LINCOLN — Contact was coming. Ameer Abdullah could sense it.
He broke though the line of scrimmage, sidestepped into a running lane and then spotted a hard-hitting Iowa linebacker streaking toward him.
Abdullah had the football pinned to his chest, with one nose of the ball tucked between his right forearm and biceps. His left hand, crossed over his right wrist, covered the laces.
Yet, still, he fumbled.
Despite a determination to, at all costs, eliminate turnovers from his ever-improving game — despite the improved technique and increased focus — Abdullah lost possession of the football for the 20th time in his three-year Husker career during the fourth quarter of NU's 38-17 loss to Iowa on Nov. 29. Fifteen of those loose balls, including the one against the Hawkeyes, have been recovered by the opponent.
Abdullah grimaces when you bring it up. He can barely stand to watch the replays in the film room — “it stings,” he says.
He takes full responsibility, though he doesn't typically get into specifics. Granted, it seems at this point, he and the Husker coaches aren't sure why one of team's toughest self-critics can't shake an issue that's so often associated with a commitment to fundamentals.
“It's tough. I've had a rough go,” Abdullah said recently. “That's something I really want to get better at. My attention needs to be brought to that.”
Not that he's been overlooking the details prior to this.
Someone who's the Huskers' MVP on the field, their hardest worker off it (two-time lifter of the year award winner) and one of team's top leaders (named a captain this week) doesn't get to this point in his career without obsessing a bit over the flaws in his game.
Before this season, just three Nebraska players had eclipsed 1,500 rushing yards in one year: Mike Rozier, Ahman Green and Lawrence Phillips. Abdullah became the fourth. And he's already in the top 10 on the NU career list for rushing yards.
Abdullah was a Doak Walker Award semifinalist and a first-team All-Big Ten performer. He spent the year dazzling fans, reporters and his own teammates with his ability to dance in and around traffic, run through tackle attempts, leap over guys and break into the open field. Said Quincy Enunwa: “There's not too many running backs like him.”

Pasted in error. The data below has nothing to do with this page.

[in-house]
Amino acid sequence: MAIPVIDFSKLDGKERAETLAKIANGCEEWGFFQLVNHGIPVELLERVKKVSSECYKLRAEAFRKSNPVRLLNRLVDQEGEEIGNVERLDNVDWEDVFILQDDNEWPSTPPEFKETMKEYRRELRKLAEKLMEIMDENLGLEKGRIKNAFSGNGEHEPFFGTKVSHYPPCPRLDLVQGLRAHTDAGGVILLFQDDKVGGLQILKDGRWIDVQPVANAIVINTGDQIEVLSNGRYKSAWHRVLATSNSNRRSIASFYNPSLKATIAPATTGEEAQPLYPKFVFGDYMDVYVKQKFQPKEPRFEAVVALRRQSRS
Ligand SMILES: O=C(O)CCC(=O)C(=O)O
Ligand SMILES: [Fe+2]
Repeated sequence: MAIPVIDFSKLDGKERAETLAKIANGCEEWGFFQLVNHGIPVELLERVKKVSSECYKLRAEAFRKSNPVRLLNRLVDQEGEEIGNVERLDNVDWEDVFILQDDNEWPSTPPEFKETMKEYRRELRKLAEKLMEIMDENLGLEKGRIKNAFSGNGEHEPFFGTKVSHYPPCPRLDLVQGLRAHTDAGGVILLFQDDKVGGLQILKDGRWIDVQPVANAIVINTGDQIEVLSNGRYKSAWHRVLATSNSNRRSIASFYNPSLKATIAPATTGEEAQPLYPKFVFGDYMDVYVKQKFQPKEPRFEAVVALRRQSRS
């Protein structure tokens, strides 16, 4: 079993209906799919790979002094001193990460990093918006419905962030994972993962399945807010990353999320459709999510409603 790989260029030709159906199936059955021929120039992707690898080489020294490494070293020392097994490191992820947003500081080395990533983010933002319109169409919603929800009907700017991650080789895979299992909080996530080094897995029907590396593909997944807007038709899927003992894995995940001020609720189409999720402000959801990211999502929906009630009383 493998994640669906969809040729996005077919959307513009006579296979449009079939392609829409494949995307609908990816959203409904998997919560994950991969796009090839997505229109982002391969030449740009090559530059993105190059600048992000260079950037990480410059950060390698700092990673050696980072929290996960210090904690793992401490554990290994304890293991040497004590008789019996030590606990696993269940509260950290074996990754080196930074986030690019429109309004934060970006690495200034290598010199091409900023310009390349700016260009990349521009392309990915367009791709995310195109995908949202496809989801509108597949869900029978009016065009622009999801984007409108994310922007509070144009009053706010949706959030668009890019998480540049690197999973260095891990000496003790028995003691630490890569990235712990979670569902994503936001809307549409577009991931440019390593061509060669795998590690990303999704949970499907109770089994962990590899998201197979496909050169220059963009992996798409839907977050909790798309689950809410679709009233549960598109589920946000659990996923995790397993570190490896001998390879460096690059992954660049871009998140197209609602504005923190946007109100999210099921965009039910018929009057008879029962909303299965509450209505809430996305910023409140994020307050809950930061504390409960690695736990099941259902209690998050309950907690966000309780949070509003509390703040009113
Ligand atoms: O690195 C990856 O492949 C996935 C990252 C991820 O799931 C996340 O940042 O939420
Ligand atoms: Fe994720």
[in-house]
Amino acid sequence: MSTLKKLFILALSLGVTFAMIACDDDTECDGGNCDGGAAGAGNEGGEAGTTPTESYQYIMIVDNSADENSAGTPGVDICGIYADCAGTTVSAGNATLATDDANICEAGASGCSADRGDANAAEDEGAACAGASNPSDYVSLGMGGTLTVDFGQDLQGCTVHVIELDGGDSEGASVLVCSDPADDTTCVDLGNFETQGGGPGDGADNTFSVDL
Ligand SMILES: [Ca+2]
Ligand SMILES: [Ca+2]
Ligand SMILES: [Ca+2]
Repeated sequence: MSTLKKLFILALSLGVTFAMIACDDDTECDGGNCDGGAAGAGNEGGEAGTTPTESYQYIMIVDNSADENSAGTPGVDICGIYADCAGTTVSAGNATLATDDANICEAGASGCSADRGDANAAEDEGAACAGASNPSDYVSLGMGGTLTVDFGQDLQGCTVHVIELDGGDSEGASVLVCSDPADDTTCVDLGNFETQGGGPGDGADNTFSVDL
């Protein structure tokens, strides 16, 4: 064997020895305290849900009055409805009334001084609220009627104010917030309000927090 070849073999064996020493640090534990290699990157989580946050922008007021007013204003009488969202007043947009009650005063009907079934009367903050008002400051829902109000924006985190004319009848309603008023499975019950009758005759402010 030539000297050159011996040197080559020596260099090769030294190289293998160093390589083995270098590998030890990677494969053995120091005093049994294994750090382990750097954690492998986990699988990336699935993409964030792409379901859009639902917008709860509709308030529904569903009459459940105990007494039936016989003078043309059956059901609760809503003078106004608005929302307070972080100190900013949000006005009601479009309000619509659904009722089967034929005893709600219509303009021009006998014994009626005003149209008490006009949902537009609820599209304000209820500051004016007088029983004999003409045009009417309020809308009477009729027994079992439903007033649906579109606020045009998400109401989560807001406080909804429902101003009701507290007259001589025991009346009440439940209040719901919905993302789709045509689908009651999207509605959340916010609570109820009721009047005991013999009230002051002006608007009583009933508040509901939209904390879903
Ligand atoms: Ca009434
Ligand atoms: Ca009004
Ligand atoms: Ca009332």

But for Abdullah, winning is top priority. And his fumbles proved costly too often for an 8-4 team.
“It's happened at critical times,” Abdullah said. “That's the biggest thing.”
Running backs coach Ron Brown said that falls back on him. Creating more pressure-filled scenarios in practice — with full contact — will be the goal this offseason.
Ball security drills take you only so far. Like quarter-term exams that everyone prepares for, Brown said. Sometimes, the players need pop quizzes.
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“I've got to do a better job of coaching him. That's on me,” Brown said. “I need to get him prepared for those moments when (contact) is unexpected … and just keep finding ways to offset the surprise element that you get during the course of the game.”
Sort of like the Iowa game.
One Iowa linebacker wrapped his arms around Abdullah's waist and managed to stop the momentum of the 190-pounder's powerful legs — but Abdullah's upper body ended up rocking forward and bending awkwardly, just enough to allow a second Hawkeye defender to slam into the neck and shoulder of NU's junior I-back.
“Shoot, I got smacked,” Abdullah said.
And that's not an excuse. Excuses aren't his style. He'd prefer not to talk about the injuries (ankle and shoulder). He wouldn't ever point out that the occasional missed blocks sometimes expose him to big hits — UCLA's Anthony Barr knifed right through two Huskers before stripping Abdullah back in September.
All Abdullah knows is that he has room for improvement. That's his goal. He won't let the fumbles impact his confidence, either.
“We can't dwell on that,” he said. “We've got to move on. We've got to focus on the bowl game.”